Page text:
Drum loops and sample loops are a great starting point for building a song. Whether it’s on a computer and loop editing software, or just simply playing an audio sample loop on repeat on your CD player, having ‘someone else in the room’ is a great buzz. And it’s that buzz that gives rise to wonderful new ideas and leads when making up new songs.
USING DRUM LOOPS AND SAMPLE LOOPS ON A COMPUTER
When songwriting with a computer and audio software you can lay out your structure and feel quickly. But there are dangers. You can find yourself with a very under-developed idea becoming a producer all too soon; finding drum patterns and string arrangements and harmonies – all over 8 bars! (I also use this method and will talk about it in another article. It requires a very strong time management muscle and I don’t recommend this for newbies to songwriting. The world is dotted with computers in home studios FULL of brilliant 8 bar arrangements loosely referred to as songs).
Load Drum Loops and Sample Loops into Your Computer Library
After loading a library of loops into your onboard sampler you can simply trigger one groove after another – each to a separate track. It is a straight forward process to add samples to your sequencing rig.
Buy a CD of AIFF/WAV samples and load it up. You will be guided by a wizard to load it correctly. You, however, must choose the destination of your new loops library. Go to any existing loop libraries on your computer and read the whole name. In that name will be where those samples/loops are held. For instance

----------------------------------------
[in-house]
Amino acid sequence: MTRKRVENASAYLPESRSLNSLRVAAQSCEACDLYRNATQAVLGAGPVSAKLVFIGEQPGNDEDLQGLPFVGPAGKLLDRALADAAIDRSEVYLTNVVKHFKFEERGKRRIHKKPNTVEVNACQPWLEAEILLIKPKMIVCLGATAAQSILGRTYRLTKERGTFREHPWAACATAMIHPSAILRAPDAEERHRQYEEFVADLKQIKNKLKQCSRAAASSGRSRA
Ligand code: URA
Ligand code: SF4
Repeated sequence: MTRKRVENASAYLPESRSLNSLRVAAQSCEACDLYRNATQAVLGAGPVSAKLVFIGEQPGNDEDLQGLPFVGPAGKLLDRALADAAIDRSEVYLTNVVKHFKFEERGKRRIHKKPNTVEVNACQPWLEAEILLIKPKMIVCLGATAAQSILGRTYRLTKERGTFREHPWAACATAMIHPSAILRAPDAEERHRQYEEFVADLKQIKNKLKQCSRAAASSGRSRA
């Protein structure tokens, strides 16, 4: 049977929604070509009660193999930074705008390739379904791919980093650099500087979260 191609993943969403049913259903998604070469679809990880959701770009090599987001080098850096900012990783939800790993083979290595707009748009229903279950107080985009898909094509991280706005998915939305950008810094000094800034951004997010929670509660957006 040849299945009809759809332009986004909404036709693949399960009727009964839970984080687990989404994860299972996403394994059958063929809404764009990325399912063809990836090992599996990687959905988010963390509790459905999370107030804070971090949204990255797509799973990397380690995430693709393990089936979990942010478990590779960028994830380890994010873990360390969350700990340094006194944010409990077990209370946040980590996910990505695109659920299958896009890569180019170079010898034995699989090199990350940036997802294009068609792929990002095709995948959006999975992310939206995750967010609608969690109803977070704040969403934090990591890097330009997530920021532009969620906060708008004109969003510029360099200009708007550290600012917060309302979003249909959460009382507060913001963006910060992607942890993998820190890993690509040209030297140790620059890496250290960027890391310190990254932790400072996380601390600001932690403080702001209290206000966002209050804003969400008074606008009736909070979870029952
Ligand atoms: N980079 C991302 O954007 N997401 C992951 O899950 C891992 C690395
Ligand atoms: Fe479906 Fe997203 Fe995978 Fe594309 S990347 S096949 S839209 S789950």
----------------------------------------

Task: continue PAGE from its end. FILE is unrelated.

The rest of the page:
The Program Files is where you want the new sounds to be held when asked to select a destination in the upload process.
ASSIGNING SOUNDS LIBRARIES TO TRACKS
For happy, healthy songwriting you need to have your basic rig organised so you can hop in fast and get going. I have a songwriting template in my Audio Logic. I load this up and it has in it a preset of instruments I mostly use for composing: audio 1 for voice mike in, audio 2 for guitar line in, Audio Instrument tracks for piano, bass, drums and organ etc…
By playing with a preset songwriting template I can always begin with a known combination and work quickly. As ideas flow I may make a few alterations to the instruments. But I don’t focus on too many changes when I’m first creating a song. My main concern/focus at this stage is to get the whole damned mess out. I don’t get into producing at this writing stage. It’s distracting and addictive. I work horizontally – getting as much of the story and the different tunes laid out across the page.
For me, much of producing music is a vertical process – drilling and dusting down to give underlay and dynamic to a song. In this process producing comes later.
BEGINNING YOUR SONGWRITING WITH AN 8 – BAR LOOP
When using a new sample library start at sample #1 and go through it systematically. Don’t just skip and pick the ones you like or the ones that ‘make sense’ to you. To do this defeats the purpose of using drumloops and samples as starters for songwriting; that is, to go into unfamiliar territory. You’ll be amazed what can come out of creating songs over loops you’ve never heard before. Don’t be too choosey. Give each one a go.